Your palindromeCheck function should return a bool, instead of an int with specific integers having certain meanings.

temp is not used.

You are checking both 100 * 101 and 101 * 100. Multiplication is commutative, so you can cut your work in half by adjusting your inner y loop to only use number from a range which hasn't been checked yet (from x to 999, inclusive).

newDigit is an odd variable name for the product of x * y.

palindromeCheck(newDigit) is an expensive operation. newDigit > highestPalindrome is a relatively cheap test. Consider reversing the order of these tests to avoid calling an expensive function when the result will never be used.

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Performance improvement

AJNeufeld's answer is correct that you don't need to test both 100*101 and 101*100, you're doing double work. The fix for that is small: don't evaluate any y that is smaller than x (or, in other words: start processing the inner loop when y == x and then increase the y value)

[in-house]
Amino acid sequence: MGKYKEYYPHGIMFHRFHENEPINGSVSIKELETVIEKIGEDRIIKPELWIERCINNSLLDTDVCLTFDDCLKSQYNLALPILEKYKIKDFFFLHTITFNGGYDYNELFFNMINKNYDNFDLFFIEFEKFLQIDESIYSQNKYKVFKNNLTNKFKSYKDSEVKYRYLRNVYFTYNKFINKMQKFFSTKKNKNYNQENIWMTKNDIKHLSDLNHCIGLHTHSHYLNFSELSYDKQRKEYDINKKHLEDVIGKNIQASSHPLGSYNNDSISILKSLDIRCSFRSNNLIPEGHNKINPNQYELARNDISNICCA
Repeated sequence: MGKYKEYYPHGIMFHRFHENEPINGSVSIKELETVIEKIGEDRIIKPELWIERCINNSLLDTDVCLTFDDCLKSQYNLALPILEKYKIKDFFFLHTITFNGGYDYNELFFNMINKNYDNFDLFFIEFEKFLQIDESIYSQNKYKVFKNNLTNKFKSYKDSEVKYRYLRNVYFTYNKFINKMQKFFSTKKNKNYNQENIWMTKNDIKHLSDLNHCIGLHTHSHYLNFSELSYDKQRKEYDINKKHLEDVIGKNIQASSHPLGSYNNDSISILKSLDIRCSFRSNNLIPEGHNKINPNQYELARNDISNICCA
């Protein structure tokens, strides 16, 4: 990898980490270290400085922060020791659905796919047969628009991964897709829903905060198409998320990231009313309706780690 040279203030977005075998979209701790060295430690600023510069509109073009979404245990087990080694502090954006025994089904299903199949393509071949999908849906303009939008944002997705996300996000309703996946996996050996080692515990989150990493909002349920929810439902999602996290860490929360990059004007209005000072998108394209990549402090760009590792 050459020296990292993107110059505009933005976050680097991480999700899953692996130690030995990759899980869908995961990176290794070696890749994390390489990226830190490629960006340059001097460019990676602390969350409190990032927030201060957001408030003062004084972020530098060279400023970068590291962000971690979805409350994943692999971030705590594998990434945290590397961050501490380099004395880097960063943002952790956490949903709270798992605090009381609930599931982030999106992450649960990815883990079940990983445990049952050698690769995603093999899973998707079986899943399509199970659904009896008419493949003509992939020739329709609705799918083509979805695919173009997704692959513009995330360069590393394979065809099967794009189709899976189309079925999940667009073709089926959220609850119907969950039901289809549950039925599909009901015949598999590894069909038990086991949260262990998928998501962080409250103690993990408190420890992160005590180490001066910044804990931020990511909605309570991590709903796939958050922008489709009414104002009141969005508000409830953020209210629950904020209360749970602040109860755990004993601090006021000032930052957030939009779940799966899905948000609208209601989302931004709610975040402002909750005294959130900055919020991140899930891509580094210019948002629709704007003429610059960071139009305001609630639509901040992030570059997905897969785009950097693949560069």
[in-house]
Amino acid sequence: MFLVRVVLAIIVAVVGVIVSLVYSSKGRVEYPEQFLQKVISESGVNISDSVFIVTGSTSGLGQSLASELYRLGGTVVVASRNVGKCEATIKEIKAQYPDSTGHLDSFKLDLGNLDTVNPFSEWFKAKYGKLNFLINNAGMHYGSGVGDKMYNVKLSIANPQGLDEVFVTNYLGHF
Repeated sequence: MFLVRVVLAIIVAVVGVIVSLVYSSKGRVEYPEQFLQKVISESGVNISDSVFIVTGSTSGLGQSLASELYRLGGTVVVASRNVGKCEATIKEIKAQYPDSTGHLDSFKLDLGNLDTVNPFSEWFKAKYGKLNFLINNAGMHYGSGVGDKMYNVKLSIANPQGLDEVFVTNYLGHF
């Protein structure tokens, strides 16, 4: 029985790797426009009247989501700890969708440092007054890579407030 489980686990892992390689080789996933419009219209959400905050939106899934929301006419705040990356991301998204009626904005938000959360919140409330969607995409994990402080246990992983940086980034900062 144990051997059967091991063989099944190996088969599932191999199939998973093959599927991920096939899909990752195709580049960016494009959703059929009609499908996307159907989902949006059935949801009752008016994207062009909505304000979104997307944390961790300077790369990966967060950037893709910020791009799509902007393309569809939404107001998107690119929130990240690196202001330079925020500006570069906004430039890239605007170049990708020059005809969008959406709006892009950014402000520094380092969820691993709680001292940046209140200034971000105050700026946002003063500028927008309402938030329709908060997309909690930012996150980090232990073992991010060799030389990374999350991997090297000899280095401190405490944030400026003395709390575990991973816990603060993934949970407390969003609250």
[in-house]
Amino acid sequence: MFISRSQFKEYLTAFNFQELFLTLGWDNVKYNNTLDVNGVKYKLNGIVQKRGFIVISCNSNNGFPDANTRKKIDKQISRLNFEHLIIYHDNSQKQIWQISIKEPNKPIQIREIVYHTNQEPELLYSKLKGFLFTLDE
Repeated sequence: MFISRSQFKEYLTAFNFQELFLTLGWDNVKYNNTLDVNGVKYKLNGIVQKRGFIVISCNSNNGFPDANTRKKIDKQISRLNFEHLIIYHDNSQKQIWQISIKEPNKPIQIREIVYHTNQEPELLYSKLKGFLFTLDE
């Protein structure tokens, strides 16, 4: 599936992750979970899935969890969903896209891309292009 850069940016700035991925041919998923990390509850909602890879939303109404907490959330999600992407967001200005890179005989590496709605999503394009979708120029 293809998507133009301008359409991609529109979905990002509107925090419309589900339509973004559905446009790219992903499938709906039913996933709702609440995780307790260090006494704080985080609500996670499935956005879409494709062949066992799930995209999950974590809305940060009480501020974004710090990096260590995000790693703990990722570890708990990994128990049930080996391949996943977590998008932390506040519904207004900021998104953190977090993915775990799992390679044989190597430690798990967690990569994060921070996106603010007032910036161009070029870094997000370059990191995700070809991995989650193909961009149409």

for (int x = 100; x <= 999; x++) {
    for (int y = x; y <= 999; y++) {

Performance improvement 2

For every iteration you do, it makes no sense to start checking from the lowest value, since you're only interested in the highest value.

Suppose you're in the inner loop, and for a given x value, you find a match for y=105 and also a match for y=305. Since the value of x remains unchanged, you can conclusively state that x*305 will always be bigger than x*105 and thus your initial match is meaningless, you only want the biggest match.